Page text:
It is learnt that a total trade value of USD 147.922 million has been exported from 1 April 2009 to 15 August 2009. The trade value through normal trade has touched USD 93.862 million so far.

“Our trade volume in the export market is higher than last year but the trade value is lower as the prices are falling following the global financial meltdown. We have to negotiate with our buyers with great difficulty to reach an agreement in a buyer’s market,” a cold storage owner said.

“The trade volume is higher than previous corresponding months. But the trade value is lower than last year so we cannot yet reach the export target,” a director level official from the Fishery Department said.

Fresh water fish export accounts for the lion’s share in the fishery products export with about 26 per cent of the total trade volume. The trade value of such fresh water fish export through ‘Normal Trade’ (going through border exit ports officially) has reached USD 39.619 million of which the major export item is ‘Nga Myit Chin’ (variety of carp), it is learnt.

The deadly cyclone Nargis devastated the Irrawaddy Delta region leaving over 130,000 people dead and millions of people homeless. One of the consequences of the cyclone is decline in fishery product export.

Despite the export target for 2008-09 fiscal year being USD 850 million, the actual export touched only USD 483 million, which was 56 per cent of the target. This trade value was USD 78 million lower than the value of USD 561 million in 2007-08 fiscal year.

Fishery product export through border exit ports such as Myeik (Mergui) and Maungdaw during the four and-a-half months of this fiscal year starting from 1 April are USD 25.163 and 1.881 million respectively. But the export through the sole Sino-Burma border exit port is USD 16.411 million.

The river crab exporters expect more export this year than in the 2008-09 fiscal year. The river crab exporters earned USD 2 million more than in 2007-08 fiscal year. The exporters could do breeding work successfully in a mass production scale in major export items to the China market. The export value rose due to the success in breeding and culture of soft shell fresh water crab, the exporters said.

After exports declined due to the global financial crisis, the fishery department explored the new export market in EU in association with the Myanmar Federation of Fishery and invited experts from EU countries and tried to abide by the stringent EU regulation.

But the requirement of the EU regulations in the fishery market is too high. So many cold storages and jetties withdrew from inspection by EU experts.

The export market is more competitive as fishery products from India entered the Bangladesh market, which is the major trading partner of Burmese fishery exporters.

“Currently India has banned export of fishery products but they enter Bangladesh market through illegal channels as the two countries have a long and porous border. India cannot control all illegal trading. Moreover the traders can save tax by operating through these illegal channels. So our exporters cannot compete with them. We only get a low price,” an exporter said.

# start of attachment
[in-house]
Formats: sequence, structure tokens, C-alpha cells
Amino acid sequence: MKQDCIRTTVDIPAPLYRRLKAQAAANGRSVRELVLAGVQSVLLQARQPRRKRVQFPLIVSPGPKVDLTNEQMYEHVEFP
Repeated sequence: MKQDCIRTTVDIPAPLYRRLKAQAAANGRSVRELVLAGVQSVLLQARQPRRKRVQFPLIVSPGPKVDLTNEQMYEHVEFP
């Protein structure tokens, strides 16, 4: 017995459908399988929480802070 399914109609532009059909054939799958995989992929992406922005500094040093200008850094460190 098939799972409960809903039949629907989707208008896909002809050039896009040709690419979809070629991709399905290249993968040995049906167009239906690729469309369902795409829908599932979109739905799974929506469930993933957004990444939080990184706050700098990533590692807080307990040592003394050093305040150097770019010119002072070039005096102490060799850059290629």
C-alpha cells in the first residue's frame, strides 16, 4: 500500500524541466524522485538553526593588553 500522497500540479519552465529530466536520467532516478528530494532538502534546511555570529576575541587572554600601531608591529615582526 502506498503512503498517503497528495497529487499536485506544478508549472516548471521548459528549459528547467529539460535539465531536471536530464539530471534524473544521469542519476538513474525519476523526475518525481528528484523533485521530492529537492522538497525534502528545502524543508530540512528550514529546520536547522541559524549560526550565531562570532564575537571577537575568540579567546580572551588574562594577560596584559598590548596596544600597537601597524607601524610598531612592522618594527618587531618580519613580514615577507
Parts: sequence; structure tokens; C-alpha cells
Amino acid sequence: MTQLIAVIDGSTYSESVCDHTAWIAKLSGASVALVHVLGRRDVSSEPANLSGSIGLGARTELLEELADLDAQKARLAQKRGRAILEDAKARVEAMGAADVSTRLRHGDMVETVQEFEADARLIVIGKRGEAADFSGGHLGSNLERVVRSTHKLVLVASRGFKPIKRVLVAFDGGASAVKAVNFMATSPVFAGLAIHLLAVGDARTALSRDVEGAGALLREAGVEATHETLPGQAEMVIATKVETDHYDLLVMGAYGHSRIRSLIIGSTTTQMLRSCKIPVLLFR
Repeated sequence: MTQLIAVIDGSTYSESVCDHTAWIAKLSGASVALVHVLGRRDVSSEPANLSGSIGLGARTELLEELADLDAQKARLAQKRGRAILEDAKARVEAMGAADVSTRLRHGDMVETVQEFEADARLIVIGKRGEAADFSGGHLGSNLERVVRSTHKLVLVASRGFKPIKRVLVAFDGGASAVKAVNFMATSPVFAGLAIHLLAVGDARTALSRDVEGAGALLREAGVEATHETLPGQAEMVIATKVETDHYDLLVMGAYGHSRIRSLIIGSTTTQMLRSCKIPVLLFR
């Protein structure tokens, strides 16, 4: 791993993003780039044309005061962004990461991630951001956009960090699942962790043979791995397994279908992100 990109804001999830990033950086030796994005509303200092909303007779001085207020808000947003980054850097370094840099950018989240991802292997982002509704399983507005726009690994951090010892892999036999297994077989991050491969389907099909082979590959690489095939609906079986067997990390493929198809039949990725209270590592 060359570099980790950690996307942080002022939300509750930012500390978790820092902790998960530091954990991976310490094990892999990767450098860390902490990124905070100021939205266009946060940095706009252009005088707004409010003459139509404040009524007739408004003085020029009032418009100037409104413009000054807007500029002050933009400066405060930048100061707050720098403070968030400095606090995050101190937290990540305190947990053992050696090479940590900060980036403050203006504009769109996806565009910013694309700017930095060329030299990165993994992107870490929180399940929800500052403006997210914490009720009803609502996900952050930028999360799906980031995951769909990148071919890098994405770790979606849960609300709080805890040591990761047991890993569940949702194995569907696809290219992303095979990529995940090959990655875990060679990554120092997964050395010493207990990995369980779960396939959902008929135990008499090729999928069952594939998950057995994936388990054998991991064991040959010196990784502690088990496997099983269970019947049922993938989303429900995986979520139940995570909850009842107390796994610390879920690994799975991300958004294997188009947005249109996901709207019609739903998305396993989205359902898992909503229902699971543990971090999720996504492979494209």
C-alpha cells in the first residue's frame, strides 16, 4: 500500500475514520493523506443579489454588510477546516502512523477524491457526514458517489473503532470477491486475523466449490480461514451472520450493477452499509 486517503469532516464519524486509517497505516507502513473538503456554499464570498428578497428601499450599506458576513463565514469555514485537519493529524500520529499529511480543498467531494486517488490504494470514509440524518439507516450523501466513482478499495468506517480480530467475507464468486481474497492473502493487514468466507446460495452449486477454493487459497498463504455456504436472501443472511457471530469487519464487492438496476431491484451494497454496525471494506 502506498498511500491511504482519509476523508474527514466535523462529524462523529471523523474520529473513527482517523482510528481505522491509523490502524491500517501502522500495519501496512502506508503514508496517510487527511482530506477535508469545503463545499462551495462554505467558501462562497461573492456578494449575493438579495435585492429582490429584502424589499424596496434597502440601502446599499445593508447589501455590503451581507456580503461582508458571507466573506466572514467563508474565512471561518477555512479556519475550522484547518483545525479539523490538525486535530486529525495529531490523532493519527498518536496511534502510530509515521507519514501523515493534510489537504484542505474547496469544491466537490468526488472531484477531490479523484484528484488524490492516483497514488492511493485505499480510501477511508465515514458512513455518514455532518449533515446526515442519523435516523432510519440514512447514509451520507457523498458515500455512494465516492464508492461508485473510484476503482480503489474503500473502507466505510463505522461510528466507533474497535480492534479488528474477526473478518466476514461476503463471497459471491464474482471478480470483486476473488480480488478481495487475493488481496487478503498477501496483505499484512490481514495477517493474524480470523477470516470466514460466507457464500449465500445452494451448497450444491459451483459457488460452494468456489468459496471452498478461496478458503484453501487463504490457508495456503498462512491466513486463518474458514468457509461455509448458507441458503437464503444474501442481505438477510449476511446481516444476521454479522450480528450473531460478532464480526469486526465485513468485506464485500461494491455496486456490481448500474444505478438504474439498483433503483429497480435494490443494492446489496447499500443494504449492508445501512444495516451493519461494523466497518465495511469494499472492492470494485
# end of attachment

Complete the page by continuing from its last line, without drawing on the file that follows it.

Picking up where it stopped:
Fishery business is flourishing in India but it has currently banned official export of fish and fishery products for self-sufficiency in the domestic market.

Despite the growing export of fishery products, the demand has fallen currently thanks to the global crisis, decline of demand in high-value fishery products and falling prices. So it is very difficult to reach the export target, a member of the Myanmar Federation of Fishery Rangoon Division said.

According to official statistics, the export value of Burmese fishery products is just 12 per cent of the total export earning of the country. It is the fourth largest export earner after gas, beans and pulses, and forest products.


Punishment for a dream – the price of Burmese conscience

by Nay Tin Myint
Tuesday, 25 August 2009 10:52

Mizzima News - William Harvard wrote: "The greatest glory of a free-born people is to transmit that freedom to their children." This is the dream that I had for Burma in 1988, and I still have the same dream today. As a university student in 1988, I never imagined that I would spend the next fifteen years of my life in Burma’s notorious prisons for daring to hope for a better future.

It all began on a beautiful spring day, March 13, 1988, when I was a 21-year-old Rangoon University Zoology student in my senior year. Some Burma Socialist Program Party (BSPP) soldiers shot and killed an engineering student at the campus. Adding insult to injury, afterward the army denied any wrongdoing and ignored the students’ request for an investigation, eventually leading the students to strike.

During the ensuing crackdown, armed government soldiers savagely attacked unarmed student demonstrators, stole their possessions and gang-raped hooded female students in custody. According to eyewitnesses, armed soldiers also threw students into Inya Lake and ponds, watching many students drown. Since that day the "White Bridge" of Rangoon Arts and Science University, where soldiers attacked the unarmed innocent university students, was famously renamed the "Red Bridge" for the blood spilt during those tragic times.